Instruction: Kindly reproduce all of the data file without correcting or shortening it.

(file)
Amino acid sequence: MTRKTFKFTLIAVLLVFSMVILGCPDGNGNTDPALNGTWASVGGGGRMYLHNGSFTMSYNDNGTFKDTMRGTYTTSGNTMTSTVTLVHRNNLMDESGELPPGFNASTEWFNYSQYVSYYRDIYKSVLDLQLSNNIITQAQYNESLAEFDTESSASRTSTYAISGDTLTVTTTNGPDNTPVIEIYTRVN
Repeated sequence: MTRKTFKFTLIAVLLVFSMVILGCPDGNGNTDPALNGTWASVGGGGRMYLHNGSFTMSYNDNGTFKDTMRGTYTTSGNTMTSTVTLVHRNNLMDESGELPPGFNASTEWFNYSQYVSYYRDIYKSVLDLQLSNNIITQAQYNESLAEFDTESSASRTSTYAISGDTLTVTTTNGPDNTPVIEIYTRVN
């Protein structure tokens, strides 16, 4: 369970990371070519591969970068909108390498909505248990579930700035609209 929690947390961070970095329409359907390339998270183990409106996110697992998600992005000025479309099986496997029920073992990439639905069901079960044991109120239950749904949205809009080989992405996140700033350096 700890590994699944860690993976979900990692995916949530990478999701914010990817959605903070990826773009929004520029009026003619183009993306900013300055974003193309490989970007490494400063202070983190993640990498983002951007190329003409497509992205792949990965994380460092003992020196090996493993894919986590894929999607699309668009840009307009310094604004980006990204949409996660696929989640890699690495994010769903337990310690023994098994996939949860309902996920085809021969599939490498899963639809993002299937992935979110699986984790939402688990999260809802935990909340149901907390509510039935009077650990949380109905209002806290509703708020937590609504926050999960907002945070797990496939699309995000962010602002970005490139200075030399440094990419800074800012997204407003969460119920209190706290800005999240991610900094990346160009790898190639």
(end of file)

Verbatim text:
Amino acid sequence: MTRKTFKFTLIAVLLVFSMVILGCPDGNGNTDPALNGTWASVGGGGRMYLHNGSFTMSYNDNGTFKDTMRGTYTTSGNTMTSTVTLVHRNNLMDESGELPPGFNASTEWFNYSQYVSYYRDIYKSVLDLQLSNNIITQAQYNESLAEFDTESSASRTSTYAISGDTLTVTTTNGPDNTPVIEIYTRVN
Repeated sequence: MTRKTFKFTLIAVLLVFSMVILGCPDGNGNTDPALNGTWASVGGGGRMYLHNGSFTMSYNDNGTFKDTMRGTYTTSGNTMTSTVTLVHRNNLMDESGELPPGFNASTEWFNYSQYVSYYRDIYKSVLDLQLSNNIITQAQYNESLAEFDTESSASRTSTYAISGDTLTVTTTNGPDNTPVIEIYTRVN
């Protein structure tokens, strides 16, 4: 369970990371070519591969970068909108390498909505248990579930700035609209 929690947390961070970095329409359907390339998270183990409106996110697992998600992005000025479309099986496997029920073992990439639905069901079960044991109120239950749904949205809009080989992405996140700033350096 700890590994699944860690993976979900990692995916949530990478999701914010990817959605903070990826773009929004520029009026003619183009993306900013300055974003193309490989970007490494400063202070983190993640990498983002951007190329003409497509992205792949990965994380460092003992020196090996493993894919986590894929999607699309668009840009307009310094604004980006990204949409996660696929989640890699690495994010769903337990310690023994098994996939949860309902996920085809021969599939490498899963639809993002299937992935979110699986984790939402688990999260809802935990909340149901907390509510039935009077650990949380109905209002806290509703708020937590609504926050999960907002945070797990496939699309995000962010602002970005490139200075030399440094990419800074800012997204407003969460119920209190706290800005999240991610900094990346160009790898190639």